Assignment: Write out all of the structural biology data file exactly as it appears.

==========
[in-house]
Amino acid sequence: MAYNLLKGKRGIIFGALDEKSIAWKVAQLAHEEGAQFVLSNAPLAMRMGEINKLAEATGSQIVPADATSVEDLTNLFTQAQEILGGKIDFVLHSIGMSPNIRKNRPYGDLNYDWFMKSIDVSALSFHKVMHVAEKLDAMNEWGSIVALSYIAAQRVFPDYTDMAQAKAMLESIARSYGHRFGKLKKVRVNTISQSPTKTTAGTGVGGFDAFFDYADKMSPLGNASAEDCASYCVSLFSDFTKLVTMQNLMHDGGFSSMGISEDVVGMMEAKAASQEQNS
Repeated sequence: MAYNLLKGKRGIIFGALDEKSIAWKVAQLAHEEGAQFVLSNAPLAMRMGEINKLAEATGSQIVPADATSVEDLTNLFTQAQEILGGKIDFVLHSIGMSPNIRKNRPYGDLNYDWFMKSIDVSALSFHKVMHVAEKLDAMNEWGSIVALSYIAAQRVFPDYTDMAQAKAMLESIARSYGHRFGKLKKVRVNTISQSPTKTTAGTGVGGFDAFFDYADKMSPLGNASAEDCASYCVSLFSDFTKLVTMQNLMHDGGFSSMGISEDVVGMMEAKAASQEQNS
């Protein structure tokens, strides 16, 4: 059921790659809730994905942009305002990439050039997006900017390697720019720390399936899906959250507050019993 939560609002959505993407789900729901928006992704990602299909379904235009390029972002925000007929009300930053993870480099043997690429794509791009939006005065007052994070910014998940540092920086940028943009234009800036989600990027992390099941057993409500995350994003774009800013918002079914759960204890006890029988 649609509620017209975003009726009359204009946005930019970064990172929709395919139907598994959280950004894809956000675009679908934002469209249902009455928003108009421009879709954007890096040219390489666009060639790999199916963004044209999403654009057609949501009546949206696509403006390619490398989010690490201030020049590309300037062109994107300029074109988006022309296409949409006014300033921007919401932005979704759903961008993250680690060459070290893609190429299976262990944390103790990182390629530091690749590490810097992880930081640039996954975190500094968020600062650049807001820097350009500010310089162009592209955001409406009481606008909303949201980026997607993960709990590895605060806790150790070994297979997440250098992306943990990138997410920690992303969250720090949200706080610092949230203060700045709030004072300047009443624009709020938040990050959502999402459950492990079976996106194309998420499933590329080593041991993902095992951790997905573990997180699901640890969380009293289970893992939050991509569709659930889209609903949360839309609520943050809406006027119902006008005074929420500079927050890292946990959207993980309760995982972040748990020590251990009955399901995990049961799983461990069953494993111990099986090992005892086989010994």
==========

[in-house]
Amino acid sequence: MAYNLLKGKRGIIFGALDEKSIAWKVAQLAHEEGAQFVLSNAPLAMRMGEINKLAEATGSQIVPADATSVEDLTNLFTQAQEILGGKIDFVLHSIGMSPNIRKNRPYGDLNYDWFMKSIDVSALSFHKVMHVAEKLDAMNEWGSIVALSYIAAQRVFPDYTDMAQAKAMLESIARSYGHRFGKLKKVRVNTISQSPTKTTAGTGVGGFDAFFDYADKMSPLGNASAEDCASYCVSLFSDFTKLVTMQNLMHDGGFSSMGISEDVVGMMEAKAASQEQNS
Repeated sequence: MAYNLLKGKRGIIFGALDEKSIAWKVAQLAHEEGAQFVLSNAPLAMRMGEINKLAEATGSQIVPADATSVEDLTNLFTQAQEILGGKIDFVLHSIGMSPNIRKNRPYGDLNYDWFMKSIDVSALSFHKVMHVAEKLDAMNEWGSIVALSYIAAQRVFPDYTDMAQAKAMLESIARSYGHRFGKLKKVRVNTISQSPTKTTAGTGVGGFDAFFDYADKMSPLGNASAEDCASYCVSLFSDFTKLVTMQNLMHDGGFSSMGISEDVVGMMEAKAASQEQNS
């Protein structure tokens, strides 16, 4: 059921790659809730994905942009305002990439050039997006900017390697720019720390399936899906959250507050019993 939560609002959505993407789900729901928006992704990602299909379904235009390029972002925000007929009300930053993870480099043997690429794509791009939006005065007052994070910014998940540092920086940028943009234009800036989600990027992390099941057993409500995350994003774009800013918002079914759960204890006890029988 649609509620017209975003009726009359204009946005930019970064990172929709395919139907598994959280950004894809956000675009679908934002469209249902009455928003108009421009879709954007890096040219390489666009060639790999199916963004044209999403654009057609949501009546949206696509403006390619490398989010690490201030020049590309300037062109994107300029074109988006022309296409949409006014300033921007919401932005979704759903961008993250680690060459070290893609190429299976262990944390103790990182390629530091690749590490810097992880930081640039996954975190500094968020600062650049807001820097350009500010310089162009592209955001409406009481606008909303949201980026997607993960709990590895605060806790150790070994297979997440250098992306943990990138997410920690992303969250720090949200706080610092949230203060700045709030004072300047009443624009709020938040990050959502999402459950492990079976996106194309998420499933590329080593041991993902095992951790997905573990997180699901640890969380009293289970893992939050991509569709659930889209609903949360839309609520943050809406006027119902006008005074929420500079927050890292946990959207993980309760995982972040748990020590251990009955399901995990049961799983461990069953494993111990099986090992005892086989010994």